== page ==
12 Protocol for Completing the TPSA When and how often should the TPSA be completed? – –At least annually and preferably at the same time each year (e.g., beginning of school year, end of school year) How is the TPSA completed? – –Demographic data – –Who? (e.g., team consensus, team individuals, all staff etc.) – –Data are entered into a web-based information management system administered by Loyola – –Reports are generated 12

13 How will the TPSA support schools? Support for Indicator 13 improvement Assists school districts in determining current practices and setting priorities – –Internal decision-making – –Building awareness of staff Action planning to scale up transition practices, service delivery and collaborative planning Assessment of change over time Team validation Accessing transition-specific technical assistance and training through ISBE and the Statewide Technical Assistance Center (IS-TAC) 13

14 Getting Started Recommendation – Assemble a Team CRITICAL COMPONENT School-based interagency transition team – –Extension or sub-committee of existing school/district leadership team Represent ALL stakeholders – –Students and families – –Teachers, transition personnel and support staff – –Administrators – –Community agencies and advocacy representatives – –Vocational rehabilitation counselors and adult agency personnel 14

15 Using Your TPSA Data Strategic Planning Critical questions should be answered with respect to the implementation of evidenced- based transition services. 15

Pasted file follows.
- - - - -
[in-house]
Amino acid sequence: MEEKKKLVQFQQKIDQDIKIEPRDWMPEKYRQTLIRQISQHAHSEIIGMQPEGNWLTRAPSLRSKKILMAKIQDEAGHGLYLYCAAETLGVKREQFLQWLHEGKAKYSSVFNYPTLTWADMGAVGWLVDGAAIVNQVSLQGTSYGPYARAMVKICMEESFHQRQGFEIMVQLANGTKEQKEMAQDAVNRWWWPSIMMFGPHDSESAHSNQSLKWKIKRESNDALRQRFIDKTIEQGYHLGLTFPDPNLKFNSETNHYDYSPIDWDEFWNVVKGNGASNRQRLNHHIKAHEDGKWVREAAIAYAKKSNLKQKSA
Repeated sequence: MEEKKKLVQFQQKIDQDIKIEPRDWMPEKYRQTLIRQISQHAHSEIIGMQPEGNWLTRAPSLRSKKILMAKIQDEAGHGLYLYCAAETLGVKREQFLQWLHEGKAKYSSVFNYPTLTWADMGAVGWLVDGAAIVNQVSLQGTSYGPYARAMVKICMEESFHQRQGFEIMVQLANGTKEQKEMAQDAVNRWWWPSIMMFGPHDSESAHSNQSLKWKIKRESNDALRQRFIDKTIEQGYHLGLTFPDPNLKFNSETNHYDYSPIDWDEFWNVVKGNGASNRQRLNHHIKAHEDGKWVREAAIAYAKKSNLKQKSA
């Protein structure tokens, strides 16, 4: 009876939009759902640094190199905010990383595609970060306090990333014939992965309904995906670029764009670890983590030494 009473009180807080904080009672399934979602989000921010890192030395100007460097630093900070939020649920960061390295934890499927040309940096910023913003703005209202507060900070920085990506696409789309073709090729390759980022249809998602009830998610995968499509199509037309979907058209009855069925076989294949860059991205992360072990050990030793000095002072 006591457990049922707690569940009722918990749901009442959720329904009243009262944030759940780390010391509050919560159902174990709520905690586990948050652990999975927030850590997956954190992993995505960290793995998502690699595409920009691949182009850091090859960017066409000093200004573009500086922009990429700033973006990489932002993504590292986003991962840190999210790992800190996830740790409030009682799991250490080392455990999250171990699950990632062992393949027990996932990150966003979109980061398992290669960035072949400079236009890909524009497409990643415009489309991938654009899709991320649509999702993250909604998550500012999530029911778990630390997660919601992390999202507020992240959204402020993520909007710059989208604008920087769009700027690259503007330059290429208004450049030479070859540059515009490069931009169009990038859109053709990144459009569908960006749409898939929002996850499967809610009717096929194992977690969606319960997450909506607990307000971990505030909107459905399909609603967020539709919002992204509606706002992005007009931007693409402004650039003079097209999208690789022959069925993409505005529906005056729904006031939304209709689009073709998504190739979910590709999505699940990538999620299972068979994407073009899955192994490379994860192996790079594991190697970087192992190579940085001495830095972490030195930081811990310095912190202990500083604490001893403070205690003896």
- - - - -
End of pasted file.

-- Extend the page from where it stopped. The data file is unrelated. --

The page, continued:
16 SWOT Analysis is a strategic planning method used to evaluate strengths, weaknesses, opportunities and threats revealed through the self-assessment (TPSA).strategic planning Weaknesses Opportunities Threats Strengths 16 SWOT SWOT Analysis process is from Dr. David Bell, St. Xavier University, Chicago

17 In order for change to occur, the driving forces (strengths) must exceed the opposing forces (weaknesses) thus shifting the balance of power or equilibrium (Lewin, 1948) 17

18 Using the TPSA to conduct a SWOT analysis Current TPSA has 35 statements – – Program Structure (PS), 6 – –Collaboration (COLAB), 5 – –Student-Focused Planning (SFP), 11 – –Student Development (SD), 8 – –Family Involvement, (FI), 5 Review the TPSA reports for each section. 18

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22 Using the TPSA to conduct a SWOT analysis PHASE 1- – –Analyze the TPSA as whole and compare to the table in the following slide. 22

23 Using the TPSA to conduct a SWOT analysis Implementation Level Range Maintaining4.0 – 3.5 Achieved3.5 – 2.5 In Progress2.5 – 1.5 Not Started1.5 –

24 Using the TPSA to conduct a SWOT analysis PHASE 2- Analyze the subsections Use the Tally report that states the number of in-place items for each sub-section 24

25 Using the TPSA to conduct a SWOT analysis Practice Area (e.g., Program Structure, Collaboration, Student-Focused Planning, Student Development, Family Involvement) Range Maintaining4.0 – 3.5 Achieved3.5 – 2.5 In Progress2.5 – 1.5 Not Started1.5 –